Speaking at a joint news conference with German Chancellor Angela Merkel Friday, Trump calls it a "great plan" and says it is "getting more and more popular with the Republican base, the conservative base and with people generally."
Trump repeated his claim that so-called Obamacare is "a disaster." He said that in the end of the process it will be a great plan.
Several Republicans have said they can't support the law as it stands and are demanding changes.
President Donald Trump says he told German Chancellor Angela Merkel that he has "strong support" for NATO but that allies "must pay what they owe."
Trump, making his first appearance with Merkel, opened their White House news conference Friday by saying that "many nations owe vast sums of money" and that situation is "very unfair to the United States."
Trump said these nations need "to pay their fair share" in order to receive the promise of defense from the rest of the alliance.
The president has long complained that the U.S. shoulders too much of the burden of the cost of the alliance, which now comprises 28 nation.
Merkel said she was encouraged that Trump supports NATO, stressed its vital role and pledged that Germany will increase its own payments.
President Donald Trump is stressing the need to protect the U.S. from what he calls "radical Islamic terrorism" in his joint press conference with German Chancellor Angela Merkel.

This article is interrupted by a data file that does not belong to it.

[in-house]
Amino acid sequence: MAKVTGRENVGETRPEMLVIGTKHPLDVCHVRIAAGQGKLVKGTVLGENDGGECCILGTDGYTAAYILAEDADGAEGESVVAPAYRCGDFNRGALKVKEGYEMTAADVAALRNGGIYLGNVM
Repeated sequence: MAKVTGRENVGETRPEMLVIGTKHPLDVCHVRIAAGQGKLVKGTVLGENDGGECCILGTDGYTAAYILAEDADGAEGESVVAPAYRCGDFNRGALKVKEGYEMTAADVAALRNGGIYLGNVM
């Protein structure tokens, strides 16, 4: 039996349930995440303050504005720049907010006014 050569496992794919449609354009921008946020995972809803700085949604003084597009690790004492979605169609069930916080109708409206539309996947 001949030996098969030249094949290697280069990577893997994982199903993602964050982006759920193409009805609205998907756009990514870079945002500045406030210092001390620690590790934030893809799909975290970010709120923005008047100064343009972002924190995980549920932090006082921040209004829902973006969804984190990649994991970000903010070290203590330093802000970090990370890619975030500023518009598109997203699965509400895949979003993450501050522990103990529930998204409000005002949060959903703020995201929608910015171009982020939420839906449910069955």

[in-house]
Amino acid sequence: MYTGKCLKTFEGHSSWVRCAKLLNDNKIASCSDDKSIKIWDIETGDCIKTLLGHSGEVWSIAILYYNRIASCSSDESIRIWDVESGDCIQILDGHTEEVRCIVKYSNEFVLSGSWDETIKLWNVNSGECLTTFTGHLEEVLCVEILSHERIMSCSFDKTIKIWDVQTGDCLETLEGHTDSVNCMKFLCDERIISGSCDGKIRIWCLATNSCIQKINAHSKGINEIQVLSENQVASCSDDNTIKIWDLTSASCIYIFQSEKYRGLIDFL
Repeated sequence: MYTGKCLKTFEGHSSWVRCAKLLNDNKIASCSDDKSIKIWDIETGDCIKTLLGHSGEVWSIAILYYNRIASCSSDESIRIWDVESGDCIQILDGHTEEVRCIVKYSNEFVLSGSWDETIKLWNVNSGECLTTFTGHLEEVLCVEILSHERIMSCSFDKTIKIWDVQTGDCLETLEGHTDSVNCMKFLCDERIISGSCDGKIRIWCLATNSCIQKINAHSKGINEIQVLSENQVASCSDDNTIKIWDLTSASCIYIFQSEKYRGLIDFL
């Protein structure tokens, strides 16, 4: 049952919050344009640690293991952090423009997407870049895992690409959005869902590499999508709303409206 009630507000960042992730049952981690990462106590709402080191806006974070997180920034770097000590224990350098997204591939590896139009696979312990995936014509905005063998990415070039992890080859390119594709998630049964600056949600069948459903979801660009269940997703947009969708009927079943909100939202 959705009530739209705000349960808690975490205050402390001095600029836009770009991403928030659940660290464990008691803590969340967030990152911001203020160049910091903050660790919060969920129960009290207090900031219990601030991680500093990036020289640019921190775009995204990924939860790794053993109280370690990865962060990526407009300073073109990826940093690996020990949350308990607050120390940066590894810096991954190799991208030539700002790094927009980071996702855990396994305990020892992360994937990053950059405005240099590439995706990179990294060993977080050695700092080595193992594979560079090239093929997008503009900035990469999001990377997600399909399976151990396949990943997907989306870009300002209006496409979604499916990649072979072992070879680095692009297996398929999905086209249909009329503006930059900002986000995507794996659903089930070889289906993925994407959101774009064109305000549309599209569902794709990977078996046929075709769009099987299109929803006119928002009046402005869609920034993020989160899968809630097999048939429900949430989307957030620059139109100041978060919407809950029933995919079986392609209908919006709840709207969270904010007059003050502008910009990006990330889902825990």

The remarks come days after a federal court again struck down his executive order temporarily suspending the U.S. refugee program and barring people from a handful of Muslim-majority countries.
Trump says that both countries must protect themselves from the threat.
He says, "Immigration is a privilege, not a right, and the safety of our citizens must always come first, without question."
Trump spent a good part of 2016 bashing the chancellor, accusing her of "ruining" Germany for allowing an influx of refugees into Germany.
While Merkel insists that Germany will continue to take in people who genuinely need protection, her government has toughened asylum rules.
German Chancellor Angela Merkel says of her visit with President Donald Trump that it's "much better to talk to one another than about one another."
She says the two discussed apprenticeship programs, and international politics during the early part of their visit. She says they will continue speaking over lunch, with a focus on fair trade and other matters.
Trump is listening to her remarks through a translation earpiece.
President Donald Trump says he is discussing a myriad of topics with German Chancellor Angela Merkel, a key European leader he harshly criticized for opening the door to refugees from Syria.